New book in Dutch

Eet vet word slank

Eet vet word slank gepubliceerd januari 2013

In dit boek lees je o.a.: * heel veel informatie ter bevordering van je gezondheid; * hoe je door de juiste vetten te eten en te drinken kan afvallen; * hoe de overheid en de voedingsindustrie ons, uit financieel belang, verkeerd voorlichten; * dat je van bewerkte vetten ziek kan worden.

Trick and Treat:
How 'healthy eating' is making us ill
Trick and Treat cover

"A great book that shatters so many of the nutritional fantasies and fads of the last twenty years. Read it and prolong your life."
Clarissa Dickson Wright

Natural Health & Weight Loss cover

"NH&WL may be the best non-technical book on diet ever written"
Joel Kauffman, PhD, Professor Emeritus, University of the Sciences, Philadelphia, PA

Diagnosed with Prostate Cancer? Do Nothing

Peter C. Albertsen, MD, MS; James A. Hanley, PhD; Judith Fine, BA 20-Year Outcomes Following Conservative Management of Clinically Localized Prostate Cancer. JAMA. 2005;293:2095-2101.

Context The appropriate therapy for men with clinically localized prostate cancer is uncertain. A recent study suggested an increasing prostate cancer mortality rate for men who are alive more than 15 years following diagnosis.

Objective To estimate 20-year survival based on a competing risk analysis of men who were diagnosed with clinically localized prostate cancer and treated with observation or androgen withdrawal therapy alone, stratified by age at diagnosis and histological findings.

Design, Setting, and Patients A retrospective population-based cohort study using Connecticut Tumor Registry data supplemented by hospital record and histology review of 767 men aged 55 to 74 years with clinically localized prostate cancer diagnosed between January 1, 1971, and December 31, 1984. Patients were treated with either observation or immediate or delayed androgen withdrawal therapy, with a median observation of 24 years.

Main Outcome Measures Probability of mortality from prostate cancer or other competing medical conditions, given a patient's age at diagnosis and tumor grade.

Results The prostate cancer mortality rate was 33 per 1000 person-years during the first 15 years of follow-up (95% confidence interval [CI], 28-38) and 18 per 1000 person-years after 15 years of follow-up (95% CI, 10-29). The mortality rates for these 2 follow-up periods were not statistically different, after adjusting for differences in tumor histology (rate ratio, 1.1; 95% CI, 0.6-1.9). Men with low-grade prostate cancers have a minimal risk of dying from prostate cancer during 20 years of follow-up (Gleason score of 2-4, 6 deaths per 1000 person-years; 95% CI, 2-11). Men with high-grade prostate cancers have a high probability of dying from prostate cancer within 10 years of diagnosis (Gleason score of 8-10, 121 deaths per 1000 person-years; 95% CI, 90-156). Men with Gleason score of 5 or 6 tumors have an intermediate risk of prostate cancer death.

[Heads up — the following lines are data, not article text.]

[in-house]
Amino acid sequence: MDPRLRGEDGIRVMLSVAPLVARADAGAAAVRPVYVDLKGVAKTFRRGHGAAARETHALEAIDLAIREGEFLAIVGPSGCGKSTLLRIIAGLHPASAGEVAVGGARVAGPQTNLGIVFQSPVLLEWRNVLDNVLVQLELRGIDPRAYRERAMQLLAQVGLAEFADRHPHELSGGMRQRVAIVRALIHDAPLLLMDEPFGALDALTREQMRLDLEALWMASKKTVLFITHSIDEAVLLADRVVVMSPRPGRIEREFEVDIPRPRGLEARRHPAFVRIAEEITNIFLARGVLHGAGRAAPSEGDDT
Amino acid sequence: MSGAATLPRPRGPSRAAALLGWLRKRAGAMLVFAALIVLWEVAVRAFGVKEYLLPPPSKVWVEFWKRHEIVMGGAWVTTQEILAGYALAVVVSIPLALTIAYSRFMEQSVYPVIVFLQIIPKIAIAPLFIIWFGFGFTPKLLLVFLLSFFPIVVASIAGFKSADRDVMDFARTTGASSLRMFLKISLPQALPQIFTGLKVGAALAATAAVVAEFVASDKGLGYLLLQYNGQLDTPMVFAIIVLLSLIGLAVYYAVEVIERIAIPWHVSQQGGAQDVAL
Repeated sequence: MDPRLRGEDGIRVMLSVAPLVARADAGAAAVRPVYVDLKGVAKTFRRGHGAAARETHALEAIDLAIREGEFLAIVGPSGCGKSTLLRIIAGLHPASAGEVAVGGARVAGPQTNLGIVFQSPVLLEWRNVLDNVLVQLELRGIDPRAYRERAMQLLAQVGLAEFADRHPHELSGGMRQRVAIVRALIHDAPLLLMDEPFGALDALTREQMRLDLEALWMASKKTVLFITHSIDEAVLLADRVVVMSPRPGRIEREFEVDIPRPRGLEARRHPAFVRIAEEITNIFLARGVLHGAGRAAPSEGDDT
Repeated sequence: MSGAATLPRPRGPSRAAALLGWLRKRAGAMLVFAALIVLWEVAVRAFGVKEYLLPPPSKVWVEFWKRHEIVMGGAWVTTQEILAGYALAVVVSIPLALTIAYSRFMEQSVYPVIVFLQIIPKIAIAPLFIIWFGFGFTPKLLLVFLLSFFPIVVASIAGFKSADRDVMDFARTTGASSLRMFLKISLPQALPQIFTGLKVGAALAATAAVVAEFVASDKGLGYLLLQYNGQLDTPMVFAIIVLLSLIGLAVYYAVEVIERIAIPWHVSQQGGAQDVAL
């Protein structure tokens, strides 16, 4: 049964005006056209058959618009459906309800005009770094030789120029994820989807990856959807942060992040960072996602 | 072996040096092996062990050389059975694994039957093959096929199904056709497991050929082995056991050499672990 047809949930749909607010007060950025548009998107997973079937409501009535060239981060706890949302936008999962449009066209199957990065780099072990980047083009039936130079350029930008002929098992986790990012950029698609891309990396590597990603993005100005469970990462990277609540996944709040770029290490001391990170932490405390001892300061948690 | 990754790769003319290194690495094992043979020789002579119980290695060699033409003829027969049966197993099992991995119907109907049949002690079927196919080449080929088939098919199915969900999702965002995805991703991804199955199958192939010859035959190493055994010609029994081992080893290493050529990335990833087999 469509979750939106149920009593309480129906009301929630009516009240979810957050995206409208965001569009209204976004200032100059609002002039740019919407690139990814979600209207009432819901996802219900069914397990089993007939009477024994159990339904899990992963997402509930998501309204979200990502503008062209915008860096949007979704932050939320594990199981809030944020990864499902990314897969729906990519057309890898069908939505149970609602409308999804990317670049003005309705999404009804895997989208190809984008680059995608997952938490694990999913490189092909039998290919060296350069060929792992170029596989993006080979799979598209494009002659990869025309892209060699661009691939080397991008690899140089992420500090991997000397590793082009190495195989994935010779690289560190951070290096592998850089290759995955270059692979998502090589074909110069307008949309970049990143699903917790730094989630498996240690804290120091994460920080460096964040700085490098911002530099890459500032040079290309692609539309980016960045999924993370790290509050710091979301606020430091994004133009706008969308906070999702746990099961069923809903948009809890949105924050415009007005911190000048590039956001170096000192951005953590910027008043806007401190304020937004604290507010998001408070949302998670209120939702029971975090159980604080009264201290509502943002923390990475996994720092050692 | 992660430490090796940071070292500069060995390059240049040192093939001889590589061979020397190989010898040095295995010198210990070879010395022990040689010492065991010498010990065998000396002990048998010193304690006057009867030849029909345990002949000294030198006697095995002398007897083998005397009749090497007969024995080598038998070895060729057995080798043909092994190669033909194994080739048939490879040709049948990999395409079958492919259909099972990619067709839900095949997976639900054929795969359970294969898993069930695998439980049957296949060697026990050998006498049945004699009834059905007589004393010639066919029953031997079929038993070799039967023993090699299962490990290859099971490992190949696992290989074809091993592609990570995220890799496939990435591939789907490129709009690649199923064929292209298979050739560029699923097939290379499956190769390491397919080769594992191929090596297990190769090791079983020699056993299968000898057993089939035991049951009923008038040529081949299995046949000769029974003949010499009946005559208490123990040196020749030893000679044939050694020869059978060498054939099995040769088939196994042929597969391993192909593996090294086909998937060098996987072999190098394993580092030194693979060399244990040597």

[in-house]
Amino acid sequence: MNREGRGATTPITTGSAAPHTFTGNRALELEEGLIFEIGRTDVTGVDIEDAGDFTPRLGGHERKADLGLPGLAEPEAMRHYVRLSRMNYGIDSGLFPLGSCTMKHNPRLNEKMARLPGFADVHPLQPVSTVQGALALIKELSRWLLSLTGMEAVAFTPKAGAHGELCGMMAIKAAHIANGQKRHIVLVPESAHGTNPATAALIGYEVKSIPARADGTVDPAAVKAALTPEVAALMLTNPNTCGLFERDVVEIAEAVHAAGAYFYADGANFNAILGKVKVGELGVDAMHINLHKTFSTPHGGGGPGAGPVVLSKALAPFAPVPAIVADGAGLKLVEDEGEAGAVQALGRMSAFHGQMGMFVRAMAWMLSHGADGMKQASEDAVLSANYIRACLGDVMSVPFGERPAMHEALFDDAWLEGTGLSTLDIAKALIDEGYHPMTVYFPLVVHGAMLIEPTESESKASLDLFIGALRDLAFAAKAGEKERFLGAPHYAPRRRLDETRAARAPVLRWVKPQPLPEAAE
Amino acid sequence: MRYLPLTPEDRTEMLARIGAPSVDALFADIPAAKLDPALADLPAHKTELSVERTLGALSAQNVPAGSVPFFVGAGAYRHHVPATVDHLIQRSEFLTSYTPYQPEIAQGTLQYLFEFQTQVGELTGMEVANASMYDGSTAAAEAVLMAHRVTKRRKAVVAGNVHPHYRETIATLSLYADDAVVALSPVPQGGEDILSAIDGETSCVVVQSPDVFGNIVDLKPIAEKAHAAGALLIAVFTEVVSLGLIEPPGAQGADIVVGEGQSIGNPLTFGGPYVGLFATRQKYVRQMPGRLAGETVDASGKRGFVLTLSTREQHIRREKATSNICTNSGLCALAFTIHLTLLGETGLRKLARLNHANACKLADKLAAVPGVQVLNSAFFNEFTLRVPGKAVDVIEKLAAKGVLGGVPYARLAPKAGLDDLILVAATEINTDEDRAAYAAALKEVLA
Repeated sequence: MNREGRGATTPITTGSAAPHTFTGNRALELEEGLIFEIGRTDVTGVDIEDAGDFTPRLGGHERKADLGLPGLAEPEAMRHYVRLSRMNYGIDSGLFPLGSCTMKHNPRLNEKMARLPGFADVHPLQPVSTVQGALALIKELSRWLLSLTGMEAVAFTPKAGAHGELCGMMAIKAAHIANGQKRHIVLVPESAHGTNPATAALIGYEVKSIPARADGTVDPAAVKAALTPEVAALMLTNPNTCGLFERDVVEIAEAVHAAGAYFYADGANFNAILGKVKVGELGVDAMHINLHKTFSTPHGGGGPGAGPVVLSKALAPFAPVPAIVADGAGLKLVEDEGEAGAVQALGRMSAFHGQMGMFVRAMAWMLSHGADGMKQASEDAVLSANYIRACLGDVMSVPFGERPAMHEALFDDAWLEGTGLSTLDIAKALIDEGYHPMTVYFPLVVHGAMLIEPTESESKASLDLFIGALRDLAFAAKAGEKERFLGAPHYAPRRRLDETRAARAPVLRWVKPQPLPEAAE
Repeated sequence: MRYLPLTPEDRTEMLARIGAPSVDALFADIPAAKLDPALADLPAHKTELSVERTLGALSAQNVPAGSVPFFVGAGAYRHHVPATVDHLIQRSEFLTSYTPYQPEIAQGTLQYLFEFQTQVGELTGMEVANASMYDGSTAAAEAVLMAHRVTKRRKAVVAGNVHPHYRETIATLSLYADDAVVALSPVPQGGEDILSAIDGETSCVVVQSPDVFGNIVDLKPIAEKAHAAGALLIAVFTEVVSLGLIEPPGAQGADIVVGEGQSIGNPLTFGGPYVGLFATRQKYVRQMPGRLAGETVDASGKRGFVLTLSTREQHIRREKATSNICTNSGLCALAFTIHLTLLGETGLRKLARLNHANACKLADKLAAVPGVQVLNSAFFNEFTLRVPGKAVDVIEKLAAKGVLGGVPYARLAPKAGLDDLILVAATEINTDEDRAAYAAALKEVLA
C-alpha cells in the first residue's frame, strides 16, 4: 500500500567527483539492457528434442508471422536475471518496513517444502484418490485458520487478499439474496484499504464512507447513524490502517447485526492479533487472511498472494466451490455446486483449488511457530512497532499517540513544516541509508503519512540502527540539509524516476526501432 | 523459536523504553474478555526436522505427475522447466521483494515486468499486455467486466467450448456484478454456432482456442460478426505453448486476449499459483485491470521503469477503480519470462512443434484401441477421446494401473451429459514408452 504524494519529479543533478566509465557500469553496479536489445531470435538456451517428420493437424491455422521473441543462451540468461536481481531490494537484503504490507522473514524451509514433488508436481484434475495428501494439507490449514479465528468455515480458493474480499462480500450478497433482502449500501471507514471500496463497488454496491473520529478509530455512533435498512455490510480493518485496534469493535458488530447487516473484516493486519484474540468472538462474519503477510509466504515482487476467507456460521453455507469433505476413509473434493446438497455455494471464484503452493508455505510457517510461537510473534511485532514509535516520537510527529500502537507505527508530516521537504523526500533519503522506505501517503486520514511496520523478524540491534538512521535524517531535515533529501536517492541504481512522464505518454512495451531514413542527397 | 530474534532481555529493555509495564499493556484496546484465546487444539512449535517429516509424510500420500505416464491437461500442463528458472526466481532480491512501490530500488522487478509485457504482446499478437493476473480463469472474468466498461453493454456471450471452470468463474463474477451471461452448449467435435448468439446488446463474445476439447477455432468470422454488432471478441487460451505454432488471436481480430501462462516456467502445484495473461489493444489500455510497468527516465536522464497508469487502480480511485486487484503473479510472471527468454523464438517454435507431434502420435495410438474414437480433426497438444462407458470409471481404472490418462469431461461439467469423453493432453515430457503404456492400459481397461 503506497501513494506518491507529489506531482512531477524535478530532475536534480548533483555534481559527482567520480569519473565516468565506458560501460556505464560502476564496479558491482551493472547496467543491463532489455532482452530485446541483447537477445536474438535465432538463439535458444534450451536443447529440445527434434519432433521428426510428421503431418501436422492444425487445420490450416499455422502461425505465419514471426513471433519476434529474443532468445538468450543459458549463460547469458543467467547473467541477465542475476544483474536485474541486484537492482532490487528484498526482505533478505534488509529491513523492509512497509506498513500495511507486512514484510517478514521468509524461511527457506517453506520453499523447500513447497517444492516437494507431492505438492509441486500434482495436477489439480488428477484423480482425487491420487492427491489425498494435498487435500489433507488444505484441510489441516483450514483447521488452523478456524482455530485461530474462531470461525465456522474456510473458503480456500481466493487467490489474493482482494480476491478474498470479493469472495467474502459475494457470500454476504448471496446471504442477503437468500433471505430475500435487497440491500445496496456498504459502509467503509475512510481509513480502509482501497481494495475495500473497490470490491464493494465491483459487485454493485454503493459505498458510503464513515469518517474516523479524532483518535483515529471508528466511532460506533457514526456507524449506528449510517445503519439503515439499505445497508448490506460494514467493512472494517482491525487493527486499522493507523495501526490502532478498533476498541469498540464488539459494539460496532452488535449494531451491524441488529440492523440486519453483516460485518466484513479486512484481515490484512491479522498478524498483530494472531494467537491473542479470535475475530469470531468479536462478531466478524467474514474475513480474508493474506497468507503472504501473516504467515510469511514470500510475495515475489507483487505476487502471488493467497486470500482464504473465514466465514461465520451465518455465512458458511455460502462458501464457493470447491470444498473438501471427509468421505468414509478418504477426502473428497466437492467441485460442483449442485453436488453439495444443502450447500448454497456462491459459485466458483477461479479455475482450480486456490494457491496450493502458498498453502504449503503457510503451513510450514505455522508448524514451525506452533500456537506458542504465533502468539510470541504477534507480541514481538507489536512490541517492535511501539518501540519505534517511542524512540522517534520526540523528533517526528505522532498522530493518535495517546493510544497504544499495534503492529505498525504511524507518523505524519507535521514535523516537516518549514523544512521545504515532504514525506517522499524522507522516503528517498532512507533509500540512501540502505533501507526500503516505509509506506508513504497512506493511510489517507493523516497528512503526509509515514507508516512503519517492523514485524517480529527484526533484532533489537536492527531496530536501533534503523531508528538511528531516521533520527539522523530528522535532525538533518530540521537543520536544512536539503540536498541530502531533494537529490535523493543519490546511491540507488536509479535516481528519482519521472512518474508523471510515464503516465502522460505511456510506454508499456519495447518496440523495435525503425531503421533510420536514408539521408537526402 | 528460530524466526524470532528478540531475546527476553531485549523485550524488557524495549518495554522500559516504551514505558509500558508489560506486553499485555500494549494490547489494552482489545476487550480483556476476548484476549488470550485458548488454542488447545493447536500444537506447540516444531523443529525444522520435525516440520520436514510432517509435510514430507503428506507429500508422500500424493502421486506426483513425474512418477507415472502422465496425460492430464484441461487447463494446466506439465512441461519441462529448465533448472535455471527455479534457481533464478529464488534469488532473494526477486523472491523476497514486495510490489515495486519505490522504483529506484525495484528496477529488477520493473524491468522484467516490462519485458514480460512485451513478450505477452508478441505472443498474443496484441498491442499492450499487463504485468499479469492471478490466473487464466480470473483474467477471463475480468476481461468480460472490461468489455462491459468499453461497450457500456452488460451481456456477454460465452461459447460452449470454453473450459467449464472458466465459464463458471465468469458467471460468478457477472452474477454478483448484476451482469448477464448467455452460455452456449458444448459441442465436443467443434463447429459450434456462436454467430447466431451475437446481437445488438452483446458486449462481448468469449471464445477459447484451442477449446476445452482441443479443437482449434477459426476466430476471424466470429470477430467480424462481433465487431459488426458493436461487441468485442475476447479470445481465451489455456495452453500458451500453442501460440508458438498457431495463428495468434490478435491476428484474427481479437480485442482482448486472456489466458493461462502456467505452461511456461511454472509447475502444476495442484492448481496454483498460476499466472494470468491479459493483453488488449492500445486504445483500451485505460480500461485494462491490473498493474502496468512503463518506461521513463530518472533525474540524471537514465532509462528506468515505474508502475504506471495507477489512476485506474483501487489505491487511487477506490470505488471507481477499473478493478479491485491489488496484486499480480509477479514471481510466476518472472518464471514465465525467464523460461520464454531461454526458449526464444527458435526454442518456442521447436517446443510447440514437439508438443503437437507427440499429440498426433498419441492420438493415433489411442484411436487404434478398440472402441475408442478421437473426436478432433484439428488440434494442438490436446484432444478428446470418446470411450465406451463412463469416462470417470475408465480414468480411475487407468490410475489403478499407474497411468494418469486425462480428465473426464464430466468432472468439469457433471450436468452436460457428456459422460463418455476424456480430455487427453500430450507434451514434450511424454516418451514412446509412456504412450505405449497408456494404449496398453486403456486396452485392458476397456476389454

Conclusion The annual mortality rate from prostate cancer appears to remain stable after 15 years from diagnosis, which does not support aggressive treatment for localized low-grade prostate cancer.

Author Affiliations: Division of Urology, University of Connecticut Health Center, Farmington (Dr Albertsen and Ms Fine); and Department of Epidemiology and Biostatistics, McGill University, Montreal, Quebec (Dr Hanley).


What this study shows is, if you're a man aged 70 or over who's just been diagnosed with prostate cancer, the best thing you can do about it is nothing!

Prostate cancer is such a very slow-acting cancer that you're as likely to die with it as from it if it begins late enough in life. It's a harder call for men aged 55 and younger, but they also need to weigh up the disadvantages of surgery, which can include impotence and incontinence.

Oncologists usually want to attack the cancer aggressively as that's what they are trained for. But that is almost always the wrong approach according to this study. What it boils down to is that men who were aged between 55 and 74 when they were diagnosed with prostate cancer had only a slight risk of dying from the disease, even 20 years after diagnosis. And, while there are different levels of risk depending on the type of prostate cancer diagnosed — High- or low-grade — even those with high-grade cancer still have a life expectancy of 10 years if it is left alone.

Last updated 5 June 2005

Related Articles